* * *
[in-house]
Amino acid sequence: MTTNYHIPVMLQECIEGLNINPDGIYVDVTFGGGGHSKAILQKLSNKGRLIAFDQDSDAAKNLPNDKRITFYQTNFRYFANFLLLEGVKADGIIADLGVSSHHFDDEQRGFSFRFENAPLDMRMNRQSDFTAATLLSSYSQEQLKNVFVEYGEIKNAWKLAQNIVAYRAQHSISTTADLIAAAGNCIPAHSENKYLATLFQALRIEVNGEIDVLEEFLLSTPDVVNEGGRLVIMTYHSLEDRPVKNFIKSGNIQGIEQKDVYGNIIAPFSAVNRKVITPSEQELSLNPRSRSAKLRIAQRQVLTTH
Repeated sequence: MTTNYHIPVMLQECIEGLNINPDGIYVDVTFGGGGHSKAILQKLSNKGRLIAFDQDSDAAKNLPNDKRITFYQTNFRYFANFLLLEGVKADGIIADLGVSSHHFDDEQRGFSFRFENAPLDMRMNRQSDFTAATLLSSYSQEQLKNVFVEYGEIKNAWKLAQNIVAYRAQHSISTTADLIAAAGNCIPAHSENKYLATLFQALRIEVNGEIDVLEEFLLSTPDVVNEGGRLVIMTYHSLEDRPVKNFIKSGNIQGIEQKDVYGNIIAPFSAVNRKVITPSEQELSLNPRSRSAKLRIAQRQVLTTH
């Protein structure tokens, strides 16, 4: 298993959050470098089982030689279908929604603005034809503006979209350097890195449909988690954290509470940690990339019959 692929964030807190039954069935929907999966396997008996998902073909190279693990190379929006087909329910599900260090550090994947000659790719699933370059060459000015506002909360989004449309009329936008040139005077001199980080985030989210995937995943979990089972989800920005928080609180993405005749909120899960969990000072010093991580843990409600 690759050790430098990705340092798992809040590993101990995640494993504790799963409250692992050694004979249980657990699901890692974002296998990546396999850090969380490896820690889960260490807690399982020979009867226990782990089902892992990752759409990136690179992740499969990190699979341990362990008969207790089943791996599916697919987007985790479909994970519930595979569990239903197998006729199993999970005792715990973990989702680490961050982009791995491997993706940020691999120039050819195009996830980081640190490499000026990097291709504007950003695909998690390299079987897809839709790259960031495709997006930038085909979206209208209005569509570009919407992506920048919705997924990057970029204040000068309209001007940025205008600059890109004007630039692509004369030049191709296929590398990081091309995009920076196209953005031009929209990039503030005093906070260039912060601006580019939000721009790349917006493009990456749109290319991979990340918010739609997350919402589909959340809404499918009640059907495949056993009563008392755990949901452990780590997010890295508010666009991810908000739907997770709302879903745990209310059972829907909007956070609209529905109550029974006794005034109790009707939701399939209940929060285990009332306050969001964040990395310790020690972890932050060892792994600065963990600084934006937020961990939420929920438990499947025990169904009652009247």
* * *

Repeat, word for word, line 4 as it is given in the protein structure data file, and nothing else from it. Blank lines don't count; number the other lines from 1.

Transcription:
């Protein structure tokens, strides 16, 4: 298993959050470098089982030689279908929604603005034809503006979209350097890195449909988690954290509470940690990339019959 692929964030807190039954069935929907999966396997008996998902073909190279693990190379929006087909329910599900260090550090994947000659790719699933370059060459000015506002909360989004449309009329936008040139005077001199980080985030989210995937995943979990089972989800920005928080609180993405005749909120899960969990000072010093991580843990409600 690759050790430098990705340092798992809040590993101990995640494993504790799963409250692992050694004979249980657990699901890692974002296998990546396999850090969380490896820690889960260490807690399982020979009867226990782990089902892992990752759409990136690179992740499969990190699979341990362990008969207790089943791996599916697919987007985790479909994970519930595979569990239903197998006729199993999970005792715990973990989702680490961050982009791995491997993706940020691999120039050819195009996830980081640190490499000026990097291709504007950003695909998690390299079987897809839709790259960031495709997006930038085909979206209208209005569509570009919407992506920048919705997924990057970029204040000068309209001007940025205008600059890109004007630039692509004369030049191709296929590398990081091309995009920076196209953005031009929209990039503030005093906070260039912060601006580019939000721009790349917006493009990456749109290319991979990340918010739609997350919402589909959340809404499918009640059907495949056993009563008392755990949901452990780590997010890295508010666009991810908000739907997770709302879903745990209310059972829907909007956070609209529905109550029974006794005034109790009707939701399939209940929060285990009332306050969001964040990395310790020690972890932050060892792994600065963990600084934006937020961990939420929920438990499947025990169904009652009247």